As a father of two young children, I can totally relate to MSF’s post. Kids tend to be selfish creatures, so instilling a mindset of gratitude isn’t easy. I like MSF’s approach so much that I’m trying it in my own household.
Take it away MSF!
Gratitude is a muscle. The more you use it the stronger it becomes. However, when you don’t use it, atrophy sets in. When that happens, less desirable mindsets can lay claim to your perspective.
Sometime last year I noticed this happening with my two boys. A few of their comments betrayed a less than impressive outlook: they were becoming ungrateful. As if that wasn’t bad enough, I also heard a hint of entitlement.
Entitlement? Not in my house!
Action needed to be taken, so I began mentally preparing a twelve-point lecture about how good they have it (the tone of which was eerily similar to Mrs. BITA’s letter to herself). After a two hour lecture they’d surely see the error of their ways, right?
Okay, so a 6 & 7 year old might not respond to this approach. Really, no matter what their age, they wouldn’t respond to this approach. But something had to be done.
As fate would have it, around this time I had a conversation with a friend about gratitude and appreciation. Specifically we were discussing our unique ability to train our brains to see the world from an appreciative point of view.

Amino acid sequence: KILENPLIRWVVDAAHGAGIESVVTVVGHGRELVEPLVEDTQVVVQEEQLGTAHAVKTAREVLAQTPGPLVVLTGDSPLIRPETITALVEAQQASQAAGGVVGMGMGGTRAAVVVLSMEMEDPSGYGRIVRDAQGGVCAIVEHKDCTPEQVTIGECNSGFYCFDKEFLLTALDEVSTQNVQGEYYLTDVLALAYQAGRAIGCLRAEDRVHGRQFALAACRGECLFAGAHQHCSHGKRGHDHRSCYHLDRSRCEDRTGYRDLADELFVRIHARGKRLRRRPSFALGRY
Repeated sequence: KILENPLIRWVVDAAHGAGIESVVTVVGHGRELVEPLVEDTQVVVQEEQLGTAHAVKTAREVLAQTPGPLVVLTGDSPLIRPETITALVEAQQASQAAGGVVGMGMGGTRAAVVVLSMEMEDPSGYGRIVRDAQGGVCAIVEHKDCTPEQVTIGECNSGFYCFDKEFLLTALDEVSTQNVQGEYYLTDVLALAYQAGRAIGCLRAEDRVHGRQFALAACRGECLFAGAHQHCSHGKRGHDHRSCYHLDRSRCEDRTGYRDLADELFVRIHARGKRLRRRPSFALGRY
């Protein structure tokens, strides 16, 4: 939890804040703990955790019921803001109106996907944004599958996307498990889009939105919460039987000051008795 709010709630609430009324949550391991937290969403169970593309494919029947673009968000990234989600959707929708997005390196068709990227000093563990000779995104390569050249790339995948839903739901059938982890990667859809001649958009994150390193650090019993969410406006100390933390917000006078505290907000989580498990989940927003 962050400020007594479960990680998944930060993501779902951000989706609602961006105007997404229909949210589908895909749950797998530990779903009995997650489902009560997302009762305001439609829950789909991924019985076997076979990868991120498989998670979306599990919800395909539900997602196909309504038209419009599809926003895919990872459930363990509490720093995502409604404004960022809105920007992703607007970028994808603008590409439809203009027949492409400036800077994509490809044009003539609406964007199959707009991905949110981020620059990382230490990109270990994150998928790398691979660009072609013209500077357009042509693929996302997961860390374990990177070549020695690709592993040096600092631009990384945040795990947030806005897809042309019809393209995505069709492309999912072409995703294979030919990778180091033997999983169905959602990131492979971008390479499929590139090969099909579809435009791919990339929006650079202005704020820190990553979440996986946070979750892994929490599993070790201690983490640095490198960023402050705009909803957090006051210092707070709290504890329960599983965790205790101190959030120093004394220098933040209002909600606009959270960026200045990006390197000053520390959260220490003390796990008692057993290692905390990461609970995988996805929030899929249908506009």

That’s when my friend shared that he’d been taking 5 minutes each morning to practice gratitude. For five minutes, he would reflect upon the things in his life that he was grateful for. And with that, an idea was born.
The very next morning, I added a new agenda item to the morning routine with my kids. After breakfast was eaten, showers were taken, teeth were brushed, and backpacks were packed, I sat my boys down. I explained that each morning we’d take a few minutes before leaving the house to each share something we are appreciative of.
And for the past 8 months or so, four mornings out of the week (my wife takes them in on the 5th morning), my boys and I have been practicing gratitude.
As you might imagine the results have been mixed.
Initially they were enthusiastic about this new addition to the routine. However, after the newness wore off, so did the excitement. It became a battle to get them to express gratitude for anything.
I wrestled with forcing them to come up with something to be appreciative of, but that just didn’t feel like it was in the spirit of the exercise. So each morning, I let them decide. If they have something they want to be grateful for that day, great; if not, that’s fine too. Some days they don’t want to participate, but most mornings they come up with something.
Then there is the obstacle of dealing with 6 & 7-year-olds. Many mornings this practice devolves into a giggling fit. And most mornings they are simply appreciative for whatever they happen to be looking at.
“I’m appreciative of…” looks around the room and spots a toy basketball “…basketballs.”
Not exactly inspiring, but neither is lifting a 5-pound weight. However, if you do it enough times, the muscle will get stronger.